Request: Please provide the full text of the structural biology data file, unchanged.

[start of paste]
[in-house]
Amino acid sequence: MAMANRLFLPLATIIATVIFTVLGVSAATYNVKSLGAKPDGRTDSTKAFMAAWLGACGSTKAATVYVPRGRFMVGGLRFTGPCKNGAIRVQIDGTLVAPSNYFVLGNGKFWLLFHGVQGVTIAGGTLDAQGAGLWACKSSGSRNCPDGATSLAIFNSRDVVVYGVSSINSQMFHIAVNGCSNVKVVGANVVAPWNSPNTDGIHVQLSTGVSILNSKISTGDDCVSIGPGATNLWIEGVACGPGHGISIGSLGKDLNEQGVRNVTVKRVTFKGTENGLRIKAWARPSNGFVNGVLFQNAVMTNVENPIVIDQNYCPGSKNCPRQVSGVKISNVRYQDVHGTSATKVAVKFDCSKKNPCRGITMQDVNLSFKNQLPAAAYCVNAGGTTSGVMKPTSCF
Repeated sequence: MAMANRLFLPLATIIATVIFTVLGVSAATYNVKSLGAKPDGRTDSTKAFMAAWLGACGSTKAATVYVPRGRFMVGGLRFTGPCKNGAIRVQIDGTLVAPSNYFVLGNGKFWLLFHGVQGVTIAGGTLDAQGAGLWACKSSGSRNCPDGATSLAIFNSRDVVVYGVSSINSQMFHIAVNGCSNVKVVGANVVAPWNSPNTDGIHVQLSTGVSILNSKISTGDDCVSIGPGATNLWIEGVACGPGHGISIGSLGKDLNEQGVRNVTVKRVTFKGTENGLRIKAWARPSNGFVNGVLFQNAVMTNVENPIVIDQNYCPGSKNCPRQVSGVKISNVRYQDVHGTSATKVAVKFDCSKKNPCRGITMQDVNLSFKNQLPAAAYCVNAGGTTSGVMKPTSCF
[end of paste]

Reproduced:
[in-house]
Amino acid sequence: MAMANRLFLPLATIIATVIFTVLGVSAATYNVKSLGAKPDGRTDSTKAFMAAWLGACGSTKAATVYVPRGRFMVGGLRFTGPCKNGAIRVQIDGTLVAPSNYFVLGNGKFWLLFHGVQGVTIAGGTLDAQGAGLWACKSSGSRNCPDGATSLAIFNSRDVVVYGVSSINSQMFHIAVNGCSNVKVVGANVVAPWNSPNTDGIHVQLSTGVSILNSKISTGDDCVSIGPGATNLWIEGVACGPGHGISIGSLGKDLNEQGVRNVTVKRVTFKGTENGLRIKAWARPSNGFVNGVLFQNAVMTNVENPIVIDQNYCPGSKNCPRQVSGVKISNVRYQDVHGTSATKVAVKFDCSKKNPCRGITMQDVNLSFKNQLPAAAYCVNAGGTTSGVMKPTSCF
Repeated sequence: MAMANRLFLPLATIIATVIFTVLGVSAATYNVKSLGAKPDGRTDSTKAFMAAWLGACGSTKAATVYVPRGRFMVGGLRFTGPCKNGAIRVQIDGTLVAPSNYFVLGNGKFWLLFHGVQGVTIAGGTLDAQGAGLWACKSSGSRNCPDGATSLAIFNSRDVVVYGVSSINSQMFHIAVNGCSNVKVVGANVVAPWNSPNTDGIHVQLSTGVSILNSKISTGDDCVSIGPGATNLWIEGVACGPGHGISIGSLGKDLNEQGVRNVTVKRVTFKGTENGLRIKAWARPSNGFVNGVLFQNAVMTNVENPIVIDQNYCPGSKNCPRQVSGVKISNVRYQDVHGTSATKVAVKFDCSKKNPCRGITMQDVNLSFKNQLPAAAYCVNAGGTTSGVMKPTSCF